Wednesday, May 29, 2024

Clear As Glass?

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Ages: 7-11
Contributor:
Kimm Lucas

I picked this idea up from a maths teacher whom I met at a conference on differentiation. She uses this system to quickly determine the level of understanding of her students when teaching a new maths concept. She then figures out the working environment for the rest of the lesson in terms of small group work, pairs, whole class, etc. I have adopted this system in my class, and it’s very effective.

The scale system compares the children to car windshields:

• “Clear as glass” means I understand the concept completely, and I feel I am able to work on my own or with someone to help them sort out their understanding.
• “Squashed bug” means I have some idea of what to do, but I need further help, either from the teacher or from a “Clear as glass” person.
• “Mud” means I cannot see or understand what I am doing, and this child usually ends up in a small group with the teacher for further instruction.

The first time I heard about this scale, I thought the same children would always be in the “Mud” group-the least able ones. But the “Mud” group changes on a regular basis. We do not use this system every day in class, but only when the concept is being introduced.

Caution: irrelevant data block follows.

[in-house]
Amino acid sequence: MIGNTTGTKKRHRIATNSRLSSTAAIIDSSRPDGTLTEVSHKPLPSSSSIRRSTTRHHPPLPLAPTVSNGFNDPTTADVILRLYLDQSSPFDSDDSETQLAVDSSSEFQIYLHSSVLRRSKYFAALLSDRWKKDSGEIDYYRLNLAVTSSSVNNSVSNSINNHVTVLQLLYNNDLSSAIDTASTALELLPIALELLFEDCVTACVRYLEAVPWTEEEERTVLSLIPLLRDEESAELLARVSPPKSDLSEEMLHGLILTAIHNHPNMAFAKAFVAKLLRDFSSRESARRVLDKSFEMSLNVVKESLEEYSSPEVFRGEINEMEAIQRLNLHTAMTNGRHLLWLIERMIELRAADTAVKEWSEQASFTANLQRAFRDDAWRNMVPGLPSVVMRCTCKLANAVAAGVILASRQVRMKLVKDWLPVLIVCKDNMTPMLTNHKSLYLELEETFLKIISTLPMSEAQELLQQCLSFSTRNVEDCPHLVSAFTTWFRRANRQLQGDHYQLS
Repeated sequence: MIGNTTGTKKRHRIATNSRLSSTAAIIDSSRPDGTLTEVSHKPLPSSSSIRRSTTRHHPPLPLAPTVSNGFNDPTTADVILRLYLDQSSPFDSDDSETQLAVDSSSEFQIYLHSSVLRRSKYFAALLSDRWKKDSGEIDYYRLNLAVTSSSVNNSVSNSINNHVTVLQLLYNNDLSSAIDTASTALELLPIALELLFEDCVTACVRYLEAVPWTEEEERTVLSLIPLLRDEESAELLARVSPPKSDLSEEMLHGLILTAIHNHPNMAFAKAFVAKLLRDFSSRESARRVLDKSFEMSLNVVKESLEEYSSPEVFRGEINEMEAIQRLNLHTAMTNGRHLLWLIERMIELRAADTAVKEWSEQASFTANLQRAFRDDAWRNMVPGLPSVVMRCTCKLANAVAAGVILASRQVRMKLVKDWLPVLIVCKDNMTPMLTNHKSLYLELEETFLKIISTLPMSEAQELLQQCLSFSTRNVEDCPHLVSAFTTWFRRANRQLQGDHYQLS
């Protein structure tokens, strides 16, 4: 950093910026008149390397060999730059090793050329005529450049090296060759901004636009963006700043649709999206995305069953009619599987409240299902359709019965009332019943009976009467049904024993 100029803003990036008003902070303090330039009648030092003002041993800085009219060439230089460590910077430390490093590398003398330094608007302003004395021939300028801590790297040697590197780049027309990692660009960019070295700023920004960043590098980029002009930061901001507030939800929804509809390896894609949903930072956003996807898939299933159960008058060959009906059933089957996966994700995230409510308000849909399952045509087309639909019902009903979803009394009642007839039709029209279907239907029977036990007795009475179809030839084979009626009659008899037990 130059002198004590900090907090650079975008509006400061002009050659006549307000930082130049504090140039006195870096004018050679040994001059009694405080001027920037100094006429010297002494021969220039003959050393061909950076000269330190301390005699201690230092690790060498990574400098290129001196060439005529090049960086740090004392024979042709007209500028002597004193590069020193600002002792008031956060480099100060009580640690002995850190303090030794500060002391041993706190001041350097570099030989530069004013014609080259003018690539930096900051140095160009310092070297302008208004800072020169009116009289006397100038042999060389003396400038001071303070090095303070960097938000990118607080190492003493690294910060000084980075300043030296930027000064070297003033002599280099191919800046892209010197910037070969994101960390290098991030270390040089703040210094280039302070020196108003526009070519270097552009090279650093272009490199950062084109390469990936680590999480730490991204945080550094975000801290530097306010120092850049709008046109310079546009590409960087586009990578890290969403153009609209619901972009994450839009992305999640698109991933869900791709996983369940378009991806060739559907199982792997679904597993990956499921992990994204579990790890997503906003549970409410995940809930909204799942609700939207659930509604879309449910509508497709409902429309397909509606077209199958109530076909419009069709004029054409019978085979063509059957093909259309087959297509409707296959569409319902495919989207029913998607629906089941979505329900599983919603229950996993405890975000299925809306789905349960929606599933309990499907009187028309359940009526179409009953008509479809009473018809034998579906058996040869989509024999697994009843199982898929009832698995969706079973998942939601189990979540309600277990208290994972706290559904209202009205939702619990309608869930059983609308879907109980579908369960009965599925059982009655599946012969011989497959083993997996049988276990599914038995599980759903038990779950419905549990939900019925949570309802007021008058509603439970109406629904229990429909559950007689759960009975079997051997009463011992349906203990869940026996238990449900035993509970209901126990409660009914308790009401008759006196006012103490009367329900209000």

After teaching a maths concept such as long division, I ask the children if they are “clear as glass”, “a squashed bug”, or “mud”. Those who are “clear as glass” understand the concept completely. Those who are “a squashed bug” have some understanding of the concept, and those who are “mud” need further small group work. The children find this scale very useful.

I usually end up working with the “mud” children, and the “squashed bug” children pair up with “clear as glass” children in order to gain a further understanding of the concept being taught.

Kimm Lucas has also contributed a downloadable resource which you can use in the classroom to reinforce this technique. Download the PDF below.

The following suggestion was contributed by a visitor…

This is a quick way to see how well the children think they have grasped the concept/idea you have been trying to get over to them.

We use a ‘THUMBometer.’ i.e. thumbs up = I’ve got it, thumbs down = help please, waggling thumb in the middle = I’m nearly there, but I would like a bit more support/time.